With more than 100 animals and birds at the Ipswich Nature Centre, you never know what you might see.

Ipswich First spoke to senior zoologist Nicole Richards for the latest update on what’s been happening around the thriving Ipswich Nature Centre.

“If you haven’t visited the Ipswich Nature Centre recently, now is the time to go,” Ms Richards said.

It is open from Tuesday to Sunday from 9.30am to 4pm in Queens Park.

Dingo pups

All the talk around the displays are about the new dingoes Lola and Moose. They are settling in nicely and are now on display between 10am and 2pm each day. Word on the street is they are massive water babies and love a good frolic under the hose.

Not content to just jump in muddy puddles, they like to go the extra mile and have a good roll around in them too. Ipswich Nature Centre staff love this, as washing animals is one of their favourite tasks.

Like all good children, they know when to knuckle down with classes, they have doggie training every day. They are learning good manners and how to sit, drop and stay.

Retirees Min Min and Pindari are enjoying the quiet life with lots of time to snooze in the shade or dig in their new sandpit.

All the dingoes, both young and old, enjoy regular walks around the nature centre.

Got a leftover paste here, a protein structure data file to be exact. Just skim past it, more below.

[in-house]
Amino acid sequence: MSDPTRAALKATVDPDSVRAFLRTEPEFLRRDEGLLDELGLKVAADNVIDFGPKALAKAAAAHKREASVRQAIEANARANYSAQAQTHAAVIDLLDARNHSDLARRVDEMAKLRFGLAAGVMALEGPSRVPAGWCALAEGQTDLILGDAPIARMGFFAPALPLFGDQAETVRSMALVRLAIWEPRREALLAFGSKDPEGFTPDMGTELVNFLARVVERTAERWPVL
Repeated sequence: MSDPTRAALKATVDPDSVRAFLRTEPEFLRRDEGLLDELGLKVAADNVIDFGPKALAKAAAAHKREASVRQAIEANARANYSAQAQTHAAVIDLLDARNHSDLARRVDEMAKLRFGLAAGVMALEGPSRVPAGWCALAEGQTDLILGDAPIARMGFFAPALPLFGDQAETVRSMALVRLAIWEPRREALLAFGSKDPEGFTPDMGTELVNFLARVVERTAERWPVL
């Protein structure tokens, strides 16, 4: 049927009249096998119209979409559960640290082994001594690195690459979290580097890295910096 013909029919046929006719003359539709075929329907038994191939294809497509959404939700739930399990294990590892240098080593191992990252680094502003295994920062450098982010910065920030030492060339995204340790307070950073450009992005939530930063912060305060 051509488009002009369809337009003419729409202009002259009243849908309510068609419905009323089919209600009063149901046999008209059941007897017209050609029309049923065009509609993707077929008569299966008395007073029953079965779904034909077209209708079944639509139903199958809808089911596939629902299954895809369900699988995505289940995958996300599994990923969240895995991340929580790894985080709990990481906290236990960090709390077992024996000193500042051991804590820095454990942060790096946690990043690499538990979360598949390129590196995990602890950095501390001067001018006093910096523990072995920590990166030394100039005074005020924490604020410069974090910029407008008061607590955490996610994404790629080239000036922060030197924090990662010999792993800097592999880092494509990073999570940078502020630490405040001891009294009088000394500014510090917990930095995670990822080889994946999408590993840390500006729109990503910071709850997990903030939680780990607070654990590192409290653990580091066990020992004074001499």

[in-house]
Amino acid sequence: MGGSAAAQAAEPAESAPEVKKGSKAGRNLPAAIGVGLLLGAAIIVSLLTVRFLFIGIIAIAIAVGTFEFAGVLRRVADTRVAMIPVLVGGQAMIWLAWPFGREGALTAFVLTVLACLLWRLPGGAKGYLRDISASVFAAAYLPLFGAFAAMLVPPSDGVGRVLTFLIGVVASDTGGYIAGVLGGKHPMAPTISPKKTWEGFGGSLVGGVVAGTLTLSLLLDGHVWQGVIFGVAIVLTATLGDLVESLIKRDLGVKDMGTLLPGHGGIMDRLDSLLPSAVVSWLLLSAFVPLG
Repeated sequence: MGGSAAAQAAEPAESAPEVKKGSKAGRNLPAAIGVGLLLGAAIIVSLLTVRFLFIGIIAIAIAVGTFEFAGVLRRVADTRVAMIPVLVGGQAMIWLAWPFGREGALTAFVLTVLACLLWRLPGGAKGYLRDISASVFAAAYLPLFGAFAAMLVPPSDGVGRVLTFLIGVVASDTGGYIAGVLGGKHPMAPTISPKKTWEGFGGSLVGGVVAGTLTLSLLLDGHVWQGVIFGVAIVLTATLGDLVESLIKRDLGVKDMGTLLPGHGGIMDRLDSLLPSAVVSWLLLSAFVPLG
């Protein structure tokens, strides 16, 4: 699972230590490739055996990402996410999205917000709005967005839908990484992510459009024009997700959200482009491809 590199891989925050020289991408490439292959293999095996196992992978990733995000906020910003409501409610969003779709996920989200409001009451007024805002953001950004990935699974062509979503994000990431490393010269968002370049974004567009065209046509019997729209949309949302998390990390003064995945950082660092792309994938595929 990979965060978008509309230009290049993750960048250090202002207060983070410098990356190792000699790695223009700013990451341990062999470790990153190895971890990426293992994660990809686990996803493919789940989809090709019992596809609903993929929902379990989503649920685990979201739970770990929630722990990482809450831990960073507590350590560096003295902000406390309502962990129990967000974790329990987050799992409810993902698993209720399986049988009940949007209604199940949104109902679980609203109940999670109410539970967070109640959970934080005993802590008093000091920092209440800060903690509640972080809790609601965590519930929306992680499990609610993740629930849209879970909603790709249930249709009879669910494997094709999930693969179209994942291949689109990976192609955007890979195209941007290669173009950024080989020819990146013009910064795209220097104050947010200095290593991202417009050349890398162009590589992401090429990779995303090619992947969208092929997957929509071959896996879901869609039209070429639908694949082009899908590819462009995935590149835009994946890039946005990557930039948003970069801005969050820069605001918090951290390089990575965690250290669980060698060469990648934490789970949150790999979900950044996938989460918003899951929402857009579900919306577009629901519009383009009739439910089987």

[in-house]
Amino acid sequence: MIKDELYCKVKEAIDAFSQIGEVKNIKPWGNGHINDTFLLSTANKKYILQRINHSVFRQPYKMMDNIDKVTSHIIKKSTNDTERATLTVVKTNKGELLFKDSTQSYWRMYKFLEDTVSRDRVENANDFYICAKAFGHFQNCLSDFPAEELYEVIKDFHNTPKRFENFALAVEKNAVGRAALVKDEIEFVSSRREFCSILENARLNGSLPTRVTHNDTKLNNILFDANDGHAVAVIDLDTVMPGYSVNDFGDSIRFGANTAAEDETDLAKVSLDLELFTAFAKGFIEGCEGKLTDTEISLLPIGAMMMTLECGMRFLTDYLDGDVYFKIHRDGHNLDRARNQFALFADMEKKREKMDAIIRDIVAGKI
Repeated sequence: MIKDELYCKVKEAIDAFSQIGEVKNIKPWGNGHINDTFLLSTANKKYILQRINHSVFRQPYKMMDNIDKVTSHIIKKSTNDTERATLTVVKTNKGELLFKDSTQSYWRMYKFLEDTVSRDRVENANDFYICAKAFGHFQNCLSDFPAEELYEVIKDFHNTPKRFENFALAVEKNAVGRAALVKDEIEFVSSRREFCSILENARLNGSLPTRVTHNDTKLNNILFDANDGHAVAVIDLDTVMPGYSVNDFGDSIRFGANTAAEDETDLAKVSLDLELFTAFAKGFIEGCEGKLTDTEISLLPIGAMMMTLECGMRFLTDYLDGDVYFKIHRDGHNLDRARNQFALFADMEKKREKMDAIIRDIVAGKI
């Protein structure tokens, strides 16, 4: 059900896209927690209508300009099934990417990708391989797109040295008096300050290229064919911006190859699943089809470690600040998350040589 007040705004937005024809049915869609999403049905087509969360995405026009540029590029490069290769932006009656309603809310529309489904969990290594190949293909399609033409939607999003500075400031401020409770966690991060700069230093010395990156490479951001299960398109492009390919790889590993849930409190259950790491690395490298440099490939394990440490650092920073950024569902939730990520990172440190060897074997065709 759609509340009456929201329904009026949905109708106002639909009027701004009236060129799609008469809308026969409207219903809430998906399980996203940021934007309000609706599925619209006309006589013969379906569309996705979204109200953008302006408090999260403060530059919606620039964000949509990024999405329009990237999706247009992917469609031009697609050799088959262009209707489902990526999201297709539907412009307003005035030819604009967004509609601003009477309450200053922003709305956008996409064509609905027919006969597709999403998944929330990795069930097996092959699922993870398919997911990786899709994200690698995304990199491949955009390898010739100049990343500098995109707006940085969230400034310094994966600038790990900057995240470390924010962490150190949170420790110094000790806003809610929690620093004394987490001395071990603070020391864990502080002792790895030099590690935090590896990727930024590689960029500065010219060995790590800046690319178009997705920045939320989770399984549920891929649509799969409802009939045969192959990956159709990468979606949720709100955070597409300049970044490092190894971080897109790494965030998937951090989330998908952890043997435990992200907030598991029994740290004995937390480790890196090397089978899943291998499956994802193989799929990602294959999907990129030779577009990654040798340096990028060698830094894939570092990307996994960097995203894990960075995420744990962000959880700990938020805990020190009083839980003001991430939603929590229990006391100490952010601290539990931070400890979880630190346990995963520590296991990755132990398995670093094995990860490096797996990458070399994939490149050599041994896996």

Spring has sprung

There are many busy parents building and preparing nests in the free flight aviary. A pair of princess parrots, Wingding and Scabbers (how about those names), currently have six eggs in their nest.

Little squawks can be heard all around the aviary as the first chicks of the season emerge. A lot of the nests can be seen from the boardwalk.

Put the coats away

Looking good and a maintaining a stringent beauty routine is important to the animals in the farmyard. They all require daily brushing and with all the shedding that is going on this month, the groomers have their hands full.

Dexter the steer, Buttercup and Elsa the goats and all the dingoes are shedding their winter coats. Not to be outdone, Tyrone the sheep is insisting on a professional shearer who comes to visit him each year at the start of spring.

His precious fleece is kept at the zoo and used for environmental enrichment for the other animals. The quolls, wombat, lace monitor, dingoes and macropods all get to play. It helps with mental stimulation as it requires them to use their senses to find the hidden wool in their enclosures.

All grown up

The time has come for the black swan cygnets to fly the coop, er, pond.

Gumby, the male, will be packing his case and setting of on a grand adventure, transferring to another zoo. Pokey, the female, feels content at home and will just be taking a short journey down to the bottom pond in a kind of arranged marriage type situation.

The nature centre staff are hoping Pokey and Swansie, an original Ipswich Nature Centre swan, will fall in love and make more cygnets.